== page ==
Football’s ‘civil war’: Press react to European Super League proposals

Alex Pattle
·2-min read
Journalists watch on from a press box (POOL/AFP via Getty Images)
Journalists watch on from a press box (POOL/AFP via Getty Images)

News of a breakaway competition involving some of the biggest clubs in Europe has led to criticism from all corners, with publications across the continent dedicating many column inches to their coverage of the plans.

The planned European Super League is set to feature the Premier League’s ‘big six’ teams, as well as giants from Italy and Spain.

Manchester United, Man City, Chelsea, Liverpool, Arsenal and Tottenham are all due to be involved, as are La Liga’s Real Madrid, Barcelona and Atletico Madrid, with Serie A’s Juventus, AC Milan and Inter Milan joining them. Other clubs could also be added to the competition.

In their coverage of the news around plans for the tournament, the Mirror called the European Super League proposals a “criminal act against fans”.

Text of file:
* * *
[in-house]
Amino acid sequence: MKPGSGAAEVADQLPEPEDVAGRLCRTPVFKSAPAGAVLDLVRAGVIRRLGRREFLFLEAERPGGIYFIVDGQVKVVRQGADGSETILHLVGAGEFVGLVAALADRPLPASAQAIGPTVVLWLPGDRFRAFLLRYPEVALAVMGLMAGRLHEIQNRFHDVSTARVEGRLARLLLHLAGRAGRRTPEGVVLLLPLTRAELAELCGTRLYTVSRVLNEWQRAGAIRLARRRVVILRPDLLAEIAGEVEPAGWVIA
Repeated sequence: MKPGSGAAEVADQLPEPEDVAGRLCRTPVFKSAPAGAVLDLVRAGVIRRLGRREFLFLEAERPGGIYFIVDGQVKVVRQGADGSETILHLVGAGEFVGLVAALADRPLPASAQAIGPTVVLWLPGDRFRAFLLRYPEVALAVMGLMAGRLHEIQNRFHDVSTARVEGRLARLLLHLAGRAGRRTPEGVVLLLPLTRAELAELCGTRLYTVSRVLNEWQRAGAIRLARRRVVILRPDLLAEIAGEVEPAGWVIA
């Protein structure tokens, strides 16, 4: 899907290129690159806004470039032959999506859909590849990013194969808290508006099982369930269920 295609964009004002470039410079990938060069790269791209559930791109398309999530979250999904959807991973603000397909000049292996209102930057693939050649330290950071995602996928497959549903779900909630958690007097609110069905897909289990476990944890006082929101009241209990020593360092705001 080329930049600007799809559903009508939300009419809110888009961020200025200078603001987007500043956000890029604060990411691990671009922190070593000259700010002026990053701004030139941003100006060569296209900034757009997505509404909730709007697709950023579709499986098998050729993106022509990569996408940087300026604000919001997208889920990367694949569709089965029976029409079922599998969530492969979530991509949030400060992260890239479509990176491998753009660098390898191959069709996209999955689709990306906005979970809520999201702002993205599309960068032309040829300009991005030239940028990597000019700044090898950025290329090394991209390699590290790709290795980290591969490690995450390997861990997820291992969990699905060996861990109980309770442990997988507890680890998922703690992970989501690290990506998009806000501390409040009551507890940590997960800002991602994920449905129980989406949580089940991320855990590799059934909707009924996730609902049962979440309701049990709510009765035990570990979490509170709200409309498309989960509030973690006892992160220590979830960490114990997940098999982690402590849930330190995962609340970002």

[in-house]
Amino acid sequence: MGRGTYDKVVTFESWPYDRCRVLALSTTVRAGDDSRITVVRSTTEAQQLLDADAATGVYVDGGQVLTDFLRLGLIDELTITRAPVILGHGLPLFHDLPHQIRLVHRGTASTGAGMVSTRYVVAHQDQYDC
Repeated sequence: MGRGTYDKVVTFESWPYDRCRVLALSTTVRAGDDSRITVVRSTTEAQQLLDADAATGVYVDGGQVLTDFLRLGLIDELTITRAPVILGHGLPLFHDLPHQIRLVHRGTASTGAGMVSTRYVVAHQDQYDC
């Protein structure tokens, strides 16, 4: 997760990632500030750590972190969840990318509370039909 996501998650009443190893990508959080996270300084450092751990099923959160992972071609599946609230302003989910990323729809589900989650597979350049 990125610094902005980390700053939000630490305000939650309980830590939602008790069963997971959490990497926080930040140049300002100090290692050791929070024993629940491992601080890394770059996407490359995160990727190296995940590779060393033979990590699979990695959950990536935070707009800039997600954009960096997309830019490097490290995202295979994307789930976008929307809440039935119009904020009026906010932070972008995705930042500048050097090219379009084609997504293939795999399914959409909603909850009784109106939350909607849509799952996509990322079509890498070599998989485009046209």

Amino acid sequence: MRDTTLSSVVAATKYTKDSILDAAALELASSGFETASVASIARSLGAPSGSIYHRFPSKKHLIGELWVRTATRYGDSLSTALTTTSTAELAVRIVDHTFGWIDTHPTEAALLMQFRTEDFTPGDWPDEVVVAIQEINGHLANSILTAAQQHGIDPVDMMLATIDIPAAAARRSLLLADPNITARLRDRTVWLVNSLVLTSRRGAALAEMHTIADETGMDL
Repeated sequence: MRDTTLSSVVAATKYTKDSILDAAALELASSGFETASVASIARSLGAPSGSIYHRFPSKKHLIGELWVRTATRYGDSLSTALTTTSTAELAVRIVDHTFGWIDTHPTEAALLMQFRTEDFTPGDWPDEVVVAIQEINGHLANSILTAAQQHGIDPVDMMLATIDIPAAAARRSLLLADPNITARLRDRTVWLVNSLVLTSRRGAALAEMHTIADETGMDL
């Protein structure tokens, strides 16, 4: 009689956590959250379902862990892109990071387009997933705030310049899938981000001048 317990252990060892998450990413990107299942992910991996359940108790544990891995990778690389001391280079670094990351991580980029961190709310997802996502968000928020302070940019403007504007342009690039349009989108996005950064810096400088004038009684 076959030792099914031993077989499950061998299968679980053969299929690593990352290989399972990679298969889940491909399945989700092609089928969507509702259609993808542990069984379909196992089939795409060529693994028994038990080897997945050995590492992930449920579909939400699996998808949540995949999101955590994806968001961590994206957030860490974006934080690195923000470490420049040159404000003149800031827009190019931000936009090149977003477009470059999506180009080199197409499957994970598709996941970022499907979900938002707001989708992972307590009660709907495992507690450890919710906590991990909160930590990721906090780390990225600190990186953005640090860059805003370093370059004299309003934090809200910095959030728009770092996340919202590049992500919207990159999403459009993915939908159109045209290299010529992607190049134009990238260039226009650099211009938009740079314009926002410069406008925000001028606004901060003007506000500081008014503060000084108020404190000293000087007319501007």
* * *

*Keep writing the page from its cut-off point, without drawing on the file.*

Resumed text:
The i and Metro, meanwhile, both used the headline “civil war”.

The Daily Mail and Express followed a similar theme, opting for “football at war” and “it’s war” on their respective back pages.

The same can be said of L’Equipe, with the French publication’s headline translating to “war of the riches”.

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The Guardian’s headline declared “football in turmoil”, and The Times wrote: “Big Six breakaway plot sparks outrage.”

The Telegraph focused on domestic leagues and governing bodies’ threats to expel teams involved in the European Super League, with their headline reading: “Rebel clubs face expulsion over breakaway.”

AS in Spain opted for a headline translating to “a bombshell in European football”, while La Gazzetta dello Sport in Italy were seemingly neutral as they observed the “birth of the Super League”.

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